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Howie_G

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From the photos, it looks like your carboy is filled to near the top. Is that correct? If the white spots are below the surface of the wine, then it is not mold, because mold requires oxygen to grow.

What was your recipe? Do you know the OG? If the alcohol level is at normal wine level (11-12% ABV), then most micro-organisms won't grow in your wine.

With elderberry wine, I usually get some waxy substance ("green goo") in the primary. Is there a chance that the white spots near the top are more of that?

I have no idea about the white spots in the sediment.

What does it smell like? How does it taste? If the taste is good, rack it off the sediment and add a dose of Kmeta. If the smell and taste is okay, then it is probably fine. Elderberry wine needs to age at least 18 months before it starts to get really good.
Ah, Many thanks for coming back on this! That gives me some hope! We followed a recipe online that looked good - I can share the link with you if you like? It was originally ~24 brix - which, with a quick conversion tool, suggests ~potential 14% ABV... perhaps should measure this again now to double check? We're quite far along, and a few racks in (frankly surprised at the amount of sediment still in there)... we last racked several months ago but we started the process over a year ago... which is why we were considering bottling now. So I don't think it could be primary goo, right? You're correct about the carboy being filled quite high up - not much air at the top at all. There is nothing at all floating on the top either - only a bit submerged near the neck in the photo and then growths on the glass and in the sediment (which all look to be the same thing to me - though a bit filamentous for my liking with the growth near the neck). When we last looked at the wine, months ago, it was pretty clear. It did smell sulphurous though, which is why we left it for a while before bottling (having treated it with campden etc.). Not an overwhelming smell having investigated a few days ago, but just a whiff of the top was probably not going to get to the bottom of it. Sounds like a taste and a rack is in order - which we will do and report back! I had assumed we were safe to leave this in the carboy to age, provided the airlock was fine and the campden was administered (and as you say, the ABV was high enough). We'll investigate further and let you know how we get on! Thanks again!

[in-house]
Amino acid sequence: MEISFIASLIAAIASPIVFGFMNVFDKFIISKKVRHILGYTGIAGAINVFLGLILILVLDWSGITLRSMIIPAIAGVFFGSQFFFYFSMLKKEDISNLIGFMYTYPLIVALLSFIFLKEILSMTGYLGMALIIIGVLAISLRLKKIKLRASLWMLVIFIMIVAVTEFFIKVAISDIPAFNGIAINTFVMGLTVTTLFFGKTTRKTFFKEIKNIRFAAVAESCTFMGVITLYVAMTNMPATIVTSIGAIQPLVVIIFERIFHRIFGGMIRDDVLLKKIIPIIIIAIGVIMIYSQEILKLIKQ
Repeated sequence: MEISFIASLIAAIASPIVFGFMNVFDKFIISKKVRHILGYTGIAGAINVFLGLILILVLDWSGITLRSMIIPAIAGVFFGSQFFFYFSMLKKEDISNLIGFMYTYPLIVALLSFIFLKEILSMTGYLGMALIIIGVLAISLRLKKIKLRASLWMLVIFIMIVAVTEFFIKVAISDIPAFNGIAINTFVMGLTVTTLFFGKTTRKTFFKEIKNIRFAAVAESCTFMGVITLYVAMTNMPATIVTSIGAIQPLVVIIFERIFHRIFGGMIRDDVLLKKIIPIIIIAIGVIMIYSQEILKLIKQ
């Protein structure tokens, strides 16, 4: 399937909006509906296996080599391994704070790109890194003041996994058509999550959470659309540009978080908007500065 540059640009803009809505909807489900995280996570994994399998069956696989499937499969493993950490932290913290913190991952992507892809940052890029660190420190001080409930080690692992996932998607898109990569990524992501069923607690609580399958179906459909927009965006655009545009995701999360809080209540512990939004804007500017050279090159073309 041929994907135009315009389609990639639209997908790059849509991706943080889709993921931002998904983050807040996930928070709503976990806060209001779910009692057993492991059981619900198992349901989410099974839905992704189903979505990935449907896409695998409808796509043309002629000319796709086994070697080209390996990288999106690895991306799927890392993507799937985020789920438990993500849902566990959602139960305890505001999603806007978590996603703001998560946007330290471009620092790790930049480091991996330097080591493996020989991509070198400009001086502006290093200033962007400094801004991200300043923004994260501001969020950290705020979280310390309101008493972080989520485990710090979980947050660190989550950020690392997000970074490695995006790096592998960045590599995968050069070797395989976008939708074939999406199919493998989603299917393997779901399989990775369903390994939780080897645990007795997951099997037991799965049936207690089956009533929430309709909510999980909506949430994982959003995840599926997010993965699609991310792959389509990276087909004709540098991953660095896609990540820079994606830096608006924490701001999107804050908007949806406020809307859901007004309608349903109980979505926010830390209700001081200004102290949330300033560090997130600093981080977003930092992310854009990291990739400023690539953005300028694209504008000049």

bernardsmith